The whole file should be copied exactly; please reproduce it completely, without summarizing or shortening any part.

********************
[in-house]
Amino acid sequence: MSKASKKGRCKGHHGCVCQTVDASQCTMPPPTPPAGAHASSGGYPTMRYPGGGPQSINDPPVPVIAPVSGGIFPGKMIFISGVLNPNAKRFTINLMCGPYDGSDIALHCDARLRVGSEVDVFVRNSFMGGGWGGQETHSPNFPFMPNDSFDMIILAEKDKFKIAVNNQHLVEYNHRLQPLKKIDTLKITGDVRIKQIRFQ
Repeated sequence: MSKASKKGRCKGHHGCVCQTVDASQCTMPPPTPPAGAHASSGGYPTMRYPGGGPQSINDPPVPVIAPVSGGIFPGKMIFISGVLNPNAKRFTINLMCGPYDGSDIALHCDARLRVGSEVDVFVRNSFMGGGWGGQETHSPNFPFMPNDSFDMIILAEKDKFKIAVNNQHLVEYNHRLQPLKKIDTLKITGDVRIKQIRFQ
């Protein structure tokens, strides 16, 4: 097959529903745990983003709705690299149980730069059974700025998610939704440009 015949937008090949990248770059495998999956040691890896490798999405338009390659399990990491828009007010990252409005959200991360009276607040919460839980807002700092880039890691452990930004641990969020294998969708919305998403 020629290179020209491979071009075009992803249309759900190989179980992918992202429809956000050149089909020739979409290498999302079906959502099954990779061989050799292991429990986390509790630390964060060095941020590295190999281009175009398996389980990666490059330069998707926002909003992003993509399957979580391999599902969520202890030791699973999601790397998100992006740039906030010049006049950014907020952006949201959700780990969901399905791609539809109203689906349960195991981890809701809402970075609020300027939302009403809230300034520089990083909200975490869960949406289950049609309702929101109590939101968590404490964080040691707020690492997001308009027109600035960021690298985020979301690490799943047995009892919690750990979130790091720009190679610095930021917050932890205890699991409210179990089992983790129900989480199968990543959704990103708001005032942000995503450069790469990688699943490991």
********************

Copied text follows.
[in-house]
Amino acid sequence: MSKASKKGRCKGHHGCVCQTVDASQCTMPPPTPPAGAHASSGGYPTMRYPGGGPQSINDPPVPVIAPVSGGIFPGKMIFISGVLNPNAKRFTINLMCGPYDGSDIALHCDARLRVGSEVDVFVRNSFMGGGWGGQETHSPNFPFMPNDSFDMIILAEKDKFKIAVNNQHLVEYNHRLQPLKKIDTLKITGDVRIKQIRFQ
Repeated sequence: MSKASKKGRCKGHHGCVCQTVDASQCTMPPPTPPAGAHASSGGYPTMRYPGGGPQSINDPPVPVIAPVSGGIFPGKMIFISGVLNPNAKRFTINLMCGPYDGSDIALHCDARLRVGSEVDVFVRNSFMGGGWGGQETHSPNFPFMPNDSFDMIILAEKDKFKIAVNNQHLVEYNHRLQPLKKIDTLKITGDVRIKQIRFQ
């Protein structure tokens, strides 16, 4: 097959529903745990983003709705690299149980730069059974700025998610939704440009 015949937008090949990248770059495998999956040691890896490798999405338009390659399990990491828009007010990252409005959200991360009276607040919460839980807002700092880039890691452990930004641990969020294998969708919305998403 020629290179020209491979071009075009992803249309759900190989179980992918992202429809956000050149089909020739979409290498999302079906959502099954990779061989050799292991429990986390509790630390964060060095941020590295190999281009175009398996389980990666490059330069998707926002909003992003993509399957979580391999599902969520202890030791699973999601790397998100992006740039906030010049006049950014907020952006949201959700780990969901399905791609539809109203689906349960195991981890809701809402970075609020300027939302009403809230300034520089990083909200975490869960949406289950049609309702929101109590939101968590404490964080040691707020690492997001308009027109600035960021690298985020979301690490799943047995009892919690750990979130790091720009190679610095930021917050932890205890699991409210179990089992983790129900989480199968990543959704990103708001005032942000995503450069790469990688699943490991």